Does Sex Offender Registration Mean I Can’t See My Own Children?

February 20th, 2018 by Tad Nelson in Sex Crime

It is well known that if you are convicted of a sex offense or sex crime in Texas, you can be required to register as a sex offender for the rest of your life. But there are cases where a person may be treated as a registered sex offender following conviction for non-sexual offenses. And such status can not only affect where you may live and work–it can also affect your relationship with your own children.

Court Agrees to Review Modified Sentence for Constitutional Violations

The Texas Court of Criminal Appeals recently agreed to consider a case where a woman who pleaded guilty to a non-sexual offense was subsequently forbidden from having any contact with her biological children as a condition. This case began in 2014 when Texas prosecutors charged the defendant with two counts of indecency with a child, which refers to engaging in sexual contact with a person under the age of 17.

In exchange for pleading guilty to the non-sexual offense of “injury to a child,” the defendant was sentenced to 10 years probation. She also agreed to “undergo sex offender evaluation and treatment and be bound by sex offender community supervision conditions.” At the time, the judge said the defendant could “not have contact with anyone seventeen years old or younger except for her biological children.”

But in 2016, the judge modified the terms of the defendant’s probation to prohibit all contact with children, including her own. This decision came one day after a therapist treating the defendant told her and her husband that she “should not have access to any minor child” based on her refusal to accept responsibility for her earlier actions. The judge modified his order without holding a hearing or affording the defendant a chance to respond.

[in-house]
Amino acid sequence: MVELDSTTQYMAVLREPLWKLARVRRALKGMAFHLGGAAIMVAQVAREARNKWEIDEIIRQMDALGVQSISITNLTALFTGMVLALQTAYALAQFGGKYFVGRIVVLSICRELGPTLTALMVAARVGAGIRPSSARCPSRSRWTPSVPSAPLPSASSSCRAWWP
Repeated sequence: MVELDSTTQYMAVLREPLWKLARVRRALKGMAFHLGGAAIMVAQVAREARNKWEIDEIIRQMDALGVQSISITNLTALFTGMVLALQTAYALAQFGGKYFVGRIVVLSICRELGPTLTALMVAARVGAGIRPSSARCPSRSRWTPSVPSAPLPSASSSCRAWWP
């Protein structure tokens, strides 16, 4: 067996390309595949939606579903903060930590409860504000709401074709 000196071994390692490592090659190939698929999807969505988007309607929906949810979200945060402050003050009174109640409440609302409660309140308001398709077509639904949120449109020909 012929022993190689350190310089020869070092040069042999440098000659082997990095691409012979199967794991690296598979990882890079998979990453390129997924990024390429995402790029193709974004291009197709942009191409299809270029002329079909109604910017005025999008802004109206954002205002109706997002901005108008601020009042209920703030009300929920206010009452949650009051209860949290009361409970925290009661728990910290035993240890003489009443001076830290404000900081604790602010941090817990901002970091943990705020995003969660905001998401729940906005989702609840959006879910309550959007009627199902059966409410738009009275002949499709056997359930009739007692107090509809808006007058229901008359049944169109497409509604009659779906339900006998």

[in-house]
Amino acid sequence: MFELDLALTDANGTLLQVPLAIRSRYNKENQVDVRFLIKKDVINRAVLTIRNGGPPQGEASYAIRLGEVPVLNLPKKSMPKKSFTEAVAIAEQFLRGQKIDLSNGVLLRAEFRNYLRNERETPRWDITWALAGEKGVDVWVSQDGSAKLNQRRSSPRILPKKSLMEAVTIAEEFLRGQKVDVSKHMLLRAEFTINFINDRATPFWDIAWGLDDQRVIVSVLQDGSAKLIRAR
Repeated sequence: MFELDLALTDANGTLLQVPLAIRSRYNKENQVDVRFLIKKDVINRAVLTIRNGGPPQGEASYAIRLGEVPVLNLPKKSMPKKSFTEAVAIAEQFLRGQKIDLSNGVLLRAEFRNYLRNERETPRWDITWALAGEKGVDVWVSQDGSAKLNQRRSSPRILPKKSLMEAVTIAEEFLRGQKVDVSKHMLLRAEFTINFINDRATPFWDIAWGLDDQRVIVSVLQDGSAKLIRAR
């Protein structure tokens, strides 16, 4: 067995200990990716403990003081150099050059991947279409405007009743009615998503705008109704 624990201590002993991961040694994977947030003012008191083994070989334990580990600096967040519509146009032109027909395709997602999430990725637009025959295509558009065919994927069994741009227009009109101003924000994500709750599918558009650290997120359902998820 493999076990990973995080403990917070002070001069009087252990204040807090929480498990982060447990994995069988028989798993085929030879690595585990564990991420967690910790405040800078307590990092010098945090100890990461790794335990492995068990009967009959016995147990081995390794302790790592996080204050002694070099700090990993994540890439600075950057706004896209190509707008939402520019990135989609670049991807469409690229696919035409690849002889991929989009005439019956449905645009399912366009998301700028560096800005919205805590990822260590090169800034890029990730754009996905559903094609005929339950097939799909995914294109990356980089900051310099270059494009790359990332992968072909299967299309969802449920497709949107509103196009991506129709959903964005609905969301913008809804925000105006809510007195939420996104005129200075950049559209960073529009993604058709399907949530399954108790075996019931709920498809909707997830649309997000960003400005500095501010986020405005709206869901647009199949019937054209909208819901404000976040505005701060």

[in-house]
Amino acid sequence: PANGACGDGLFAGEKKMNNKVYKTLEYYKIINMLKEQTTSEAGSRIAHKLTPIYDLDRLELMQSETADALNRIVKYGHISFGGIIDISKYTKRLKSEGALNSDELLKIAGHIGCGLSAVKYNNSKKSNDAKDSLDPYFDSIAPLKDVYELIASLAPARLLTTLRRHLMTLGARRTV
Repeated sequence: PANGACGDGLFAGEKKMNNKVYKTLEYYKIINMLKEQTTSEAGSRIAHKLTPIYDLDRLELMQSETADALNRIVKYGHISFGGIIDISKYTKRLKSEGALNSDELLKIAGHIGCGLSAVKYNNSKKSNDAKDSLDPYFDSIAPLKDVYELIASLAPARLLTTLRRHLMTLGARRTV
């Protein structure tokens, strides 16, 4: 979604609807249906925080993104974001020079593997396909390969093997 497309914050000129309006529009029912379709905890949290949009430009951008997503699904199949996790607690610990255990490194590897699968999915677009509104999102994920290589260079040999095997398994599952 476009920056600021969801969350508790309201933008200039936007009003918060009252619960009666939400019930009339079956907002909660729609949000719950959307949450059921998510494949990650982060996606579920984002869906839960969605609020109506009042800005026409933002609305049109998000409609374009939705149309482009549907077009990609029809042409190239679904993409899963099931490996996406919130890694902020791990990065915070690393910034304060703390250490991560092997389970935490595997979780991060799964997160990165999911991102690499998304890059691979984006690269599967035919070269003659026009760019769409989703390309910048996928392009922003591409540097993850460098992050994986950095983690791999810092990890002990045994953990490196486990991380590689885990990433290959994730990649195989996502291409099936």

The Texas Fifth District Court of Appeals upheld the trial judge’s modification in an August 2017 opinion. Although the defendant was not convicted of a sex crime, the appeals court said “evidence relating to the sexual nature of the offenses” justified treating her as a sex offender. And given “that the State has a compelling interest in protecting children, including [defendant’s] children, from sexual exploitation,” the modified probation terms did not violate the defendant’s constitutional rights as a parent.

It is this last point that the Court of Criminal Appeals agreed to review. In her petition to the Court, the defendant noted there was no evidence she ever engaged in any illegal or inappropriate contact with her own children. Indeed, her children were not the victims of the original offense. So the state therefore has no “compelling interest” in prohibiting all contact between the defendant and her children. The Court of Criminal Appeals will make a final determination on this issue later this year.

Speak With a Galveston Sex Crimes Lawyer Today

Whatever the Court decides, cases like this should serve as a wake-up call to any parent charged with a crime involving a child. A conviction, even if it does not directly implicate a sex offense, may be used to justify classifying you as a sex offender for the rest of your life. This can not only restrict your basic freedoms, but it may endanger the well-being of your entire family. This is why it is imperative to work with a qualified Houston sex crimes defense lawyer if you are accused of any offense involving a child. Contact the Law Offices of Tad Nelson & Associates today if you need to speak with an attorney right away, call (281) 280-0100 now. 

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